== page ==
Unlike the EEFSU, where the centre played the critical role in coordinating the economy, regional governments in China have had considerable responsibility for regional economic coordination.
In sharp contrast, during their transition, the EEFSU economies apparently suffered dramatic and persistent declines in measured output by 30 per cent or more, over a period of four, or more, years.
Chinese local governments were given greater incentives (together with autonomous power) to introduce reforms(8) than their counterparts in EEFSU, prior to the transition in the latter.
Moreover, the development of the TVE is the most important feature distinguishing the Chinese transition path from those of the EEFSU.
Since the central government had relied on such surpluses as its revenue base, this led to a swift erosion of revenue as a per cent of GDP, as severe in China as elsewhere in EEFSU, (Table 3.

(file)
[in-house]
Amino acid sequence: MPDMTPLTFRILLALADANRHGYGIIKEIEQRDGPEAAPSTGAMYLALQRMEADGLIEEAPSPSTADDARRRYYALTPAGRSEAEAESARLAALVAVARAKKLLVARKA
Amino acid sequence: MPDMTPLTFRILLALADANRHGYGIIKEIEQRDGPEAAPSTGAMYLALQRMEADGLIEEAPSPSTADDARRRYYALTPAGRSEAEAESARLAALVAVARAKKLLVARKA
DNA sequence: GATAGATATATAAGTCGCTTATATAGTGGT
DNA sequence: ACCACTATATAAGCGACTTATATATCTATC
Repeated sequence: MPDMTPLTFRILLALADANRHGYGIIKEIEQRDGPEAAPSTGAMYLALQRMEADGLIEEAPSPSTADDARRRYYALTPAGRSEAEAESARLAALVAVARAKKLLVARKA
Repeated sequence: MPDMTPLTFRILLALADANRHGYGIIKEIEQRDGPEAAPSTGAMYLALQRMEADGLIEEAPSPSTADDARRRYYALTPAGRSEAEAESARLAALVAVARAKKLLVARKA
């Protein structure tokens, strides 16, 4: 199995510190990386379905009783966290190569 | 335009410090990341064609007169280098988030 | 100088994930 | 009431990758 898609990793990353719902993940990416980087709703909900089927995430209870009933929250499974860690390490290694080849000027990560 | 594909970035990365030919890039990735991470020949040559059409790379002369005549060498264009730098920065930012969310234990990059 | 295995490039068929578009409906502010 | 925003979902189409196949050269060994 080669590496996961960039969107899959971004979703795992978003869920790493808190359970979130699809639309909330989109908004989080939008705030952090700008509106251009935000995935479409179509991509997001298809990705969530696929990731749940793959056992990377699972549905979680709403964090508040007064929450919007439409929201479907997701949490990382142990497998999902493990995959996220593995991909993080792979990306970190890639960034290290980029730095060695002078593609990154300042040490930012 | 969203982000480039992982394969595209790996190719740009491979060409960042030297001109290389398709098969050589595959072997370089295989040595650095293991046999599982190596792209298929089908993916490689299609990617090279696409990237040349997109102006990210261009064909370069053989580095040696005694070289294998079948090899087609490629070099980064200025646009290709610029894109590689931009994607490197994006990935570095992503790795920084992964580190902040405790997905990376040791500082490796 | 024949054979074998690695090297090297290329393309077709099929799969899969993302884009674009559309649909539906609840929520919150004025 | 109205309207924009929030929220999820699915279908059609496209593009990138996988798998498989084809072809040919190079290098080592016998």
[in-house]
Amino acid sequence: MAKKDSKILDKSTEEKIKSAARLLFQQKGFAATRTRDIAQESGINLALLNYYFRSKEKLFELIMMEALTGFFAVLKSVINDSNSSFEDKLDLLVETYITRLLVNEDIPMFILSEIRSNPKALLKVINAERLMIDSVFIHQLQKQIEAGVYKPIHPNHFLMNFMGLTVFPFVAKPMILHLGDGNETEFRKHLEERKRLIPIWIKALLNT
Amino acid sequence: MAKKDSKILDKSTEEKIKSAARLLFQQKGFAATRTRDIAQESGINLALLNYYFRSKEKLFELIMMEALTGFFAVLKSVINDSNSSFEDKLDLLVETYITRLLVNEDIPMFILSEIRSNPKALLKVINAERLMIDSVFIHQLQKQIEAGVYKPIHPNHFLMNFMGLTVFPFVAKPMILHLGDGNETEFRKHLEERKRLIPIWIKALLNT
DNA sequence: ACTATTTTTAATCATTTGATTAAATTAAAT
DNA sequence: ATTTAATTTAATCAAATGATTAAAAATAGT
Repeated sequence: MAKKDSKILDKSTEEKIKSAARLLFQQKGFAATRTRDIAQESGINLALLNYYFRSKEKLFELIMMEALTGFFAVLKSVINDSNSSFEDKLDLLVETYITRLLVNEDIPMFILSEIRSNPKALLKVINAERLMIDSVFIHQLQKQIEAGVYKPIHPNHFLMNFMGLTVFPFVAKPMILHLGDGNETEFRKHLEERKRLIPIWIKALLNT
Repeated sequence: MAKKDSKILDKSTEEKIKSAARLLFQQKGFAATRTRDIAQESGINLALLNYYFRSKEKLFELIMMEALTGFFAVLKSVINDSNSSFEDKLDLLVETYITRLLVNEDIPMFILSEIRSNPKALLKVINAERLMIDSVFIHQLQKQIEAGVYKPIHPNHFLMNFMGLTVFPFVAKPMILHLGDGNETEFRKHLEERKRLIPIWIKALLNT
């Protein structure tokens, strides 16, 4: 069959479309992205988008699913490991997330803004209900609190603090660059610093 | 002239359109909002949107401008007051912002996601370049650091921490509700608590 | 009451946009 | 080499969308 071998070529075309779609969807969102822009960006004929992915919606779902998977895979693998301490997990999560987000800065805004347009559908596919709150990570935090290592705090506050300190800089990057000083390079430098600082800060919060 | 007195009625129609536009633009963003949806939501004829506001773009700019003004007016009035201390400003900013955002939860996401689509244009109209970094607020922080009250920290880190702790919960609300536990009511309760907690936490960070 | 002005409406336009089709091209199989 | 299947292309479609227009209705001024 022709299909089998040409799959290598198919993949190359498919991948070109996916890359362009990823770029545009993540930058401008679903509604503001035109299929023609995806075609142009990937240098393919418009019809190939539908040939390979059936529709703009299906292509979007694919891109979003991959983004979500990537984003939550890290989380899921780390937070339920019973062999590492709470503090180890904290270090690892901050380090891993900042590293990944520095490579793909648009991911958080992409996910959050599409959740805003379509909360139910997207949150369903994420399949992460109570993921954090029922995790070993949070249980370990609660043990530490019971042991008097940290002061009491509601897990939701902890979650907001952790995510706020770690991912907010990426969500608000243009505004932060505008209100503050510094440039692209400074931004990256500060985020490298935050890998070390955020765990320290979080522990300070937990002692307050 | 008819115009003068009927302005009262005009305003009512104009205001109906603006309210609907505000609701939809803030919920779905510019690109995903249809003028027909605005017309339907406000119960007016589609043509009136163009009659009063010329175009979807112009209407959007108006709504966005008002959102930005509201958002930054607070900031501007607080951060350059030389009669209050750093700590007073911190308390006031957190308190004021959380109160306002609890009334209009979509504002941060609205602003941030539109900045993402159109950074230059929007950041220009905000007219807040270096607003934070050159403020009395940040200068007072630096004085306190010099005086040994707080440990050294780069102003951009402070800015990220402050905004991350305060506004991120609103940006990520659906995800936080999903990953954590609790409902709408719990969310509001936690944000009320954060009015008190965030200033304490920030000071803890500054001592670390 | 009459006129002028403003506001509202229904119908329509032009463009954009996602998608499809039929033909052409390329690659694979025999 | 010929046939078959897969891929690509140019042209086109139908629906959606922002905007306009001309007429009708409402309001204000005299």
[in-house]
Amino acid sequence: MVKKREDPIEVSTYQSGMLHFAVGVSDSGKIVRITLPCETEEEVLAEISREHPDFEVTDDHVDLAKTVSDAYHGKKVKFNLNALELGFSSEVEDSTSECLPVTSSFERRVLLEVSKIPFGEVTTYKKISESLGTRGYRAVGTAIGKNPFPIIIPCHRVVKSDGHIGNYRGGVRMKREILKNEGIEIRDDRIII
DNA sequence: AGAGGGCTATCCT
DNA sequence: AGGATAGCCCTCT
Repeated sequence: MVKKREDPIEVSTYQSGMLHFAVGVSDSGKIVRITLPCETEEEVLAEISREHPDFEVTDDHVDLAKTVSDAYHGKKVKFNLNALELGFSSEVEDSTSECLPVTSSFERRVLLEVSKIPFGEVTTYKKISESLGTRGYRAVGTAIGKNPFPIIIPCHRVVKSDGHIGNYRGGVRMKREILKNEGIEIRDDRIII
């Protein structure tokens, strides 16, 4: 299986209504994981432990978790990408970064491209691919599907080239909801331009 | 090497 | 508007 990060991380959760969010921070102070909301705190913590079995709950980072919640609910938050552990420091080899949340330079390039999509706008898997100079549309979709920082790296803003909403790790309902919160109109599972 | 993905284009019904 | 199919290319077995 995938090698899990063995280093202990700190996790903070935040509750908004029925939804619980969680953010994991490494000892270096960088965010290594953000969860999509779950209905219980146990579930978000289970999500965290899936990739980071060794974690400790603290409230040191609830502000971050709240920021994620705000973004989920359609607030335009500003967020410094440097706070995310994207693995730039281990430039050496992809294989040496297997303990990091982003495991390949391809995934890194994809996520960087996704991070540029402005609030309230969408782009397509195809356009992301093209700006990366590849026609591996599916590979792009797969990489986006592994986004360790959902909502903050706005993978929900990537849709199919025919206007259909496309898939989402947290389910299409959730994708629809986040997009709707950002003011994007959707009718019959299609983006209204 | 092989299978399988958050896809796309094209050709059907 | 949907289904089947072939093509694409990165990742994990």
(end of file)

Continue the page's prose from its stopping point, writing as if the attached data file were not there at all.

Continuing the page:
on education, the weakness of fiscal revenues has led the government to run overall deficits in recent years, albeit nothing like as large as in many other countries in EEFSU.
Moreover, in so far as the credit controls are redirected to bite at the SOEs, this has typically just led to a countervailing expansion of inter-company debt (unpaid bills), the notorious triangular debt, again as in EEFSU.
This fall in velocity in China is in sharp contrast to its rapid rise in most of EEFSU, where a flight from money has exacerbated inflationary problems.
Many countries in transition in EEFSU have found their economic and political problems greatly exacerbated by massive inflation.
There is no parallel in the EEFSU - East Germany's reabsorption being a different process.
This was by further weakening the powers of the central bureaucracy, thereby limiting the development of a centralised and functionally specialised (U form) EEFSU style economic planning system.
Thus what China has had over the last few decades, in considerable contrast to EEFSU, was competition, increased scope for individual initiative, notably in agriculture, and for an increasing share of the economy, in particular the TVE sector, a hard budget constraint.